PROKOFIEV; STRAVINSKY Transcriptions for Piano
In Stravinsky’s Three Movements from Petrushka, David Jalbert begins the ‘Russian Dance’ at a promising clip, only to slightly slow down after the first eight bars. While there’s nothing laboured about Jalbert’s precise, well-modulated pianism, it doesn’t match Yuja Wang’s crisper, more playful and supple reading, let alone Pollini’s reference interpretation. By contrast, Jalbert assiduously gauges the quick mood-changes in ‘Petrushka’s Cell’; listen in particular to the delicacy of his grace notes in the Andantino (about 1'32" into the movement). Jalbert’s ‘Shrovetide Fair’ may not the most shimmering or exuberant on disc, yet his scrupulous balancing of the accordion-like textures and rhythmic exactitude impress. At bar 95, Jalbert follows Stravinsky’s orchestral score by interpolating his own arrangement of ‘Bear Dance’; Stravinsky omitted this passage in his transcription.
Jalbert proves more extrovert and incisive in excerpts from Guido Agosti’s Firebird transcription. What colour and motoric momentum he brings to the ‘Danse infernale’, contrasting with his caressingly flexible treatment of the Berceuse. The finale’s opening tremolos are differentiated in regard to voicing and touch, helping to build the movement to an exultant climax.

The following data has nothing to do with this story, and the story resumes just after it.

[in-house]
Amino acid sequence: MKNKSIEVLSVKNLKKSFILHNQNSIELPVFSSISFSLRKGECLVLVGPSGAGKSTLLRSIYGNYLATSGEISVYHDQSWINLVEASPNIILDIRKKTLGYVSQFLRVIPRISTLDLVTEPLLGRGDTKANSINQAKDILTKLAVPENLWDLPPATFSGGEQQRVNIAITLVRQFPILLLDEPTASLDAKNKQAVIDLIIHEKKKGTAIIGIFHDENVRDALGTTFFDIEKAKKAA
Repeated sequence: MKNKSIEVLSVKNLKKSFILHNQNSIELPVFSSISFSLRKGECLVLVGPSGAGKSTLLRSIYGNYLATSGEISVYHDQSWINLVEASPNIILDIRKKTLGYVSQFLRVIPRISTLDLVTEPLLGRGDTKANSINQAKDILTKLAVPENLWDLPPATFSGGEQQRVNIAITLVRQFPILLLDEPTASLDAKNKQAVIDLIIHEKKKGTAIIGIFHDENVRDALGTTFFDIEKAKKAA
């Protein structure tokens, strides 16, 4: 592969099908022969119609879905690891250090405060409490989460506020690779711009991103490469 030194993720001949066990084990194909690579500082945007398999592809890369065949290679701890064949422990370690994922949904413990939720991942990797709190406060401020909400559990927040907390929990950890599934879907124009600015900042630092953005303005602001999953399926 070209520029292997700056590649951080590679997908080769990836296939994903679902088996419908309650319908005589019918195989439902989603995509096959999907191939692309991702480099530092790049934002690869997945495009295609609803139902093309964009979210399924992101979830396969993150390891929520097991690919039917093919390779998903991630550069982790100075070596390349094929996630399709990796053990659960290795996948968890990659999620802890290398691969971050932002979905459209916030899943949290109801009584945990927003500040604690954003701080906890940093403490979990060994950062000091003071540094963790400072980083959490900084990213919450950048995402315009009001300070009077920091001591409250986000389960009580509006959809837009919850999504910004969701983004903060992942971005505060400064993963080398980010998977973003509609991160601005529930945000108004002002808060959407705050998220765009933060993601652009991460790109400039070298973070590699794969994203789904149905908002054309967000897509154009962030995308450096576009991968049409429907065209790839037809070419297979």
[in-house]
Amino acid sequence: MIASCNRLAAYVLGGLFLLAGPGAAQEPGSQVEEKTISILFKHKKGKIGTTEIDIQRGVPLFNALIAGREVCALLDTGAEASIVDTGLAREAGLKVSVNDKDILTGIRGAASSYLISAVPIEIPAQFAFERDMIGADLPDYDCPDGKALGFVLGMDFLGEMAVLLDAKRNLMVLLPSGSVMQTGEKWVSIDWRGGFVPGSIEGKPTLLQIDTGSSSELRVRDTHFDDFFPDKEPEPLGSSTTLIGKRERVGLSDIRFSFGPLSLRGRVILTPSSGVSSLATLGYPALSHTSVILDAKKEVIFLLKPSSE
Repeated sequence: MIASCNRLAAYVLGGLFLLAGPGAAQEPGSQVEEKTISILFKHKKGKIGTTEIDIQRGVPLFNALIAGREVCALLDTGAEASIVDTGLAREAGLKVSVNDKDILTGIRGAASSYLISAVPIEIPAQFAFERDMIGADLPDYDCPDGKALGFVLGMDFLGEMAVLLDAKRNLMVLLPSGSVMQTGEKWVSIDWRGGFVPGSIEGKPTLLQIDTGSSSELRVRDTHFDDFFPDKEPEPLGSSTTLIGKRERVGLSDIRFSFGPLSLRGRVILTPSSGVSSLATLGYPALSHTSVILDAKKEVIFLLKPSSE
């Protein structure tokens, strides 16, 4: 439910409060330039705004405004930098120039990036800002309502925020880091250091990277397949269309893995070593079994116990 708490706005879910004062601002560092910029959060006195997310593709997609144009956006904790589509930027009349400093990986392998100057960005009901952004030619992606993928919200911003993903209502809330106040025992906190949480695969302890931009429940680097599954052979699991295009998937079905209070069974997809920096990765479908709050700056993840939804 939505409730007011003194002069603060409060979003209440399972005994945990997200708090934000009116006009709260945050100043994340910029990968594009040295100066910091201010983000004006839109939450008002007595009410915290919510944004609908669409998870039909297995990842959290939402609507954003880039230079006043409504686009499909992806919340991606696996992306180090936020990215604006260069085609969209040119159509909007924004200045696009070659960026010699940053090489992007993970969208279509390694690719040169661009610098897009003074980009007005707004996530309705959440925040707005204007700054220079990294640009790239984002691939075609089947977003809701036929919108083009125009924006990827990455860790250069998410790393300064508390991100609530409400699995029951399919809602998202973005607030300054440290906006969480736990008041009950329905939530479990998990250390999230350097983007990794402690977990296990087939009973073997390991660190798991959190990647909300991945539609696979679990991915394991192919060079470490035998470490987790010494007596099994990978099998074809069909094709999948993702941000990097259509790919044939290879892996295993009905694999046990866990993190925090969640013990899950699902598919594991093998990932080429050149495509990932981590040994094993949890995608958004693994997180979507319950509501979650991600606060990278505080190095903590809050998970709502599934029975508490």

Better still are the 10 pieces that Prokofiev arranged from his ballet Romeo and Juliet. It’s ironic how Jalbert’s readings are so vividly and diversely detailed from a pianistic standpoint, yet one almost doesn’t notice the instrument. In ‘The Street Awakens’, for example, Jalbert’s minute gradations of touch in the detached phrases evoke an agile woodwind section, while his brisk, long-lined treatment of ‘The Arrival of the Guests’ is a real minuet, rather than the heavy-handed clog dance one often hears. By keeping the dashing scales of ‘The Young Juliet’ on an even keel, Jalbert allows you to hear the air between the rapid notes. The pianist underlines the final movement’s expressive points by judiciously contouring the music’s polyphony and using discreet rubato, thereby shaving off a minute or two from slower, more superficially emotive renditions. A worthwhile disc, overall, even if Petrushka’s first two movements could have been better.